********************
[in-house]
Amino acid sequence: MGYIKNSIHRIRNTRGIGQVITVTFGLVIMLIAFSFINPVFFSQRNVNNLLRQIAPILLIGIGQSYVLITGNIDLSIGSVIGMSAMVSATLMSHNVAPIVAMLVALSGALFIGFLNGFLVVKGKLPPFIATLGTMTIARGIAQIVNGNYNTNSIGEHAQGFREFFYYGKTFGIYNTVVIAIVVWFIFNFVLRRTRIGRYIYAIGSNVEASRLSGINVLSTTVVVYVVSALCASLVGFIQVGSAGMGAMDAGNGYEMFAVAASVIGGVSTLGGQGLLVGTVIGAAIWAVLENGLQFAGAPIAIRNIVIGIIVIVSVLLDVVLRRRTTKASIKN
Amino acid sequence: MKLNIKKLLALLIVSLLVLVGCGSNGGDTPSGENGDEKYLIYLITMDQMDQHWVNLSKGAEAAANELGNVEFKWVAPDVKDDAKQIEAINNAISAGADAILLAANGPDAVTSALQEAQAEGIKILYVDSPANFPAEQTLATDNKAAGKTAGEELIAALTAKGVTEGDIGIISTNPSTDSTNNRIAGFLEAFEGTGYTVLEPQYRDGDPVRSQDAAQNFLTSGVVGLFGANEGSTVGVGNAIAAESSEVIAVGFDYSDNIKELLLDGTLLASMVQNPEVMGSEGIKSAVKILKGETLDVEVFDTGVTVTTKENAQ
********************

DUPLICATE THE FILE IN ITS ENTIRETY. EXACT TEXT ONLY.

[in-house]
Amino acid sequence: MGYIKNSIHRIRNTRGIGQVITVTFGLVIMLIAFSFINPVFFSQRNVNNLLRQIAPILLIGIGQSYVLITGNIDLSIGSVIGMSAMVSATLMSHNVAPIVAMLVALSGALFIGFLNGFLVVKGKLPPFIATLGTMTIARGIAQIVNGNYNTNSIGEHAQGFREFFYYGKTFGIYNTVVIAIVVWFIFNFVLRRTRIGRYIYAIGSNVEASRLSGINVLSTTVVVYVVSALCASLVGFIQVGSAGMGAMDAGNGYEMFAVAASVIGGVSTLGGQGLLVGTVIGAAIWAVLENGLQFAGAPIAIRNIVIGIIVIVSVLLDVVLRRRTTKASIKN
Amino acid sequence: MKLNIKKLLALLIVSLLVLVGCGSNGGDTPSGENGDEKYLIYLITMDQMDQHWVNLSKGAEAAANELGNVEFKWVAPDVKDDAKQIEAINNAISAGADAILLAANGPDAVTSALQEAQAEGIKILYVDSPANFPAEQTLATDNKAAGKTAGEELIAALTAKGVTEGDIGIISTNPSTDSTNNRIAGFLEAFEGTGYTVLEPQYRDGDPVRSQDAAQNFLTSGVVGLFGANEGSTVGVGNAIAAESSEVIAVGFDYSDNIKELLLDGTLLASMVQNPEVMGSEGIKSAVKILKGETLDVEVFDTGVTVTTKENAQ